Jerusalem During the Byzantine Era
In 333 AD, a lone pilgrim passed through Constantinople heading for Jerusalem. We do not know his name, but his anonymous journal has survived. The Bordeaux Pilgrim, as he is known, crossed the Bosperous into Asia Minor, then rode south along the Syrian and Lebanese coastlines to the Holy Land. He found a Jerusalem that was essentially the same compact provincial town erected by Hadrian two centuries earlier over the ruins of the first and second Jewish revolts, and renamed Aelia Capitolina. Probably no more that five thousand people lived there. As at the time of Jesus, Roman Provincia Palaestina was centered on the seacoast capital of Caesarea Maritima; the Holy City had faded into near obscurity.
The Bordeaux Pilgrim mentions two statues erected in the 2nd century AD by the emperor Hadrian on the Temple Mount and states that "not far from the statues there is a perforated stone, to which the Jews come every year and anoint it, bewail themselves with groans, rend their garments, and so depart." What was meant by this "perforated stone" is uncertain. It may have been the sacred rock itself, now enclosed in the Dome of the Rock. Today, its function has been replaced by the Western Wall, incorrectly known as the "Wailing Wall."
The Bordeaux Pilgrim's arrival coincided with the Holy City's rebirth as Constantine issued a series of commands that would not only restore its ancient splendor but seal the claim of Christianity upon it. One was to expunge "Aelia Capitolina" and restore the name "Jerusalem."
A brief setback for Christianity
In 355 AD Flavius Claudius Julianus (a nephew of Constantine) was unexpectedly appointed Caesar following the execution of his half-brother Gallus. He remained on good terms with the emperor Constantius II until 360 AD, when he refused to supply troops for the war against the Persians and subsequently demanded an equal share in the government. Only the death of Constantius in 361 AD prevented yet another civil war in the Roman Empire.
Succeeding Constantius as emperor, Julian was adamantly opposed to Christianity. Although he had been raised as a Christian, eventually he came to detest the faith. He felt that Rome's decline from greatness was tied to its betrayal of the classical religious traditions of his pagan ancestors. To restore Rome, he had to restore the old Greco-Roman paganism to what he believed was its rightful place. He was not alone. Paganism was alive and well and would continue to flourish throughout the empire until the 5th century AD. Many people still adored the old gods and ancient rites. Christianity represented a casting off of hallowed traditions. Moreover, pagans were deeply offended by the Christian belief that Jesus — a man who died a disgraceful death — was divine. Julian could thus count on widespread support for his reforms. As ponifex maximus — head of the state religion — he appointed pagan priests to oppose Christian bishops; those towns that had never adopted Christianity were granted special privileges. Even though he disapproved of many aspects of Judaism, he admired the Jewish fidelity to their ancient faith. Julian formed an alliance with the Jews and authorized the rebuilding of the Temple in Jerusalem. As he saw it, animal sacrifices were offered there as in pagan temples, therefore, it seems he had no difficulty incorporating the "Jewish God" into his pagan pantheon. The Jews readily agreed and began working on the foundations. But the project was discontinued when the young emperor was killed in 363 AD in a skirmish with the Persians.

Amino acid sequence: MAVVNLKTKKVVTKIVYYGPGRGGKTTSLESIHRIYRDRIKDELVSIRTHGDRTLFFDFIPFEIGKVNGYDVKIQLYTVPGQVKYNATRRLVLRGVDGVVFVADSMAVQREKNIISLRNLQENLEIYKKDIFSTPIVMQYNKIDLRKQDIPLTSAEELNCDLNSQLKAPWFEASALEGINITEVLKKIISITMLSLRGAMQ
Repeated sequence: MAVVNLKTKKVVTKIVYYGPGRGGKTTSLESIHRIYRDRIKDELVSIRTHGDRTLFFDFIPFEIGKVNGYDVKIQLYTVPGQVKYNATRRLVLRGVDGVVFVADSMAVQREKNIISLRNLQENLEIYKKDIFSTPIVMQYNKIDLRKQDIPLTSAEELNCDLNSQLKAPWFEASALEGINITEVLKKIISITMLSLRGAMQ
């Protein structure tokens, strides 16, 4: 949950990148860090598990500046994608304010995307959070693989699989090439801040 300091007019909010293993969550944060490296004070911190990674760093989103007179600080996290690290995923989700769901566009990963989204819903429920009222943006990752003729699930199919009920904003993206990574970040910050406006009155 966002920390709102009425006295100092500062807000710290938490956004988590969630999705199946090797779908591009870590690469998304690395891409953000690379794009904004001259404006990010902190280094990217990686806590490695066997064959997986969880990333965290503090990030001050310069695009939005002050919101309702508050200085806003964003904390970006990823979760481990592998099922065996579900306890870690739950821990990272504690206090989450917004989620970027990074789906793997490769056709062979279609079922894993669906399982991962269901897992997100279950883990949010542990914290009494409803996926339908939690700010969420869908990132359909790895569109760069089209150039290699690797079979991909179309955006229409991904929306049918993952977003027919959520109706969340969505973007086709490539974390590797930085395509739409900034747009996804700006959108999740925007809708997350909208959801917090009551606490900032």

Julian was succeeded by Jovian, a devout Christian, and the Temple Mount once again became a desolate ruin. In the 5th century AD, the empress Eudokia, who lived in Jerusalem from 444 to 460 AD, lifted the ban on Jews entering Jerusalem. She also built several churches, a sumptuous palace and began extending the city walls to once again enclose the western hill. Apparently, she intended to reconstruct the walls the way she assumed they had been at the time of Jesus, but her wall was more cosmetic then protective. Her engineers did not bother to lay deep foundations, but built on top of the ancient walls they uncovered.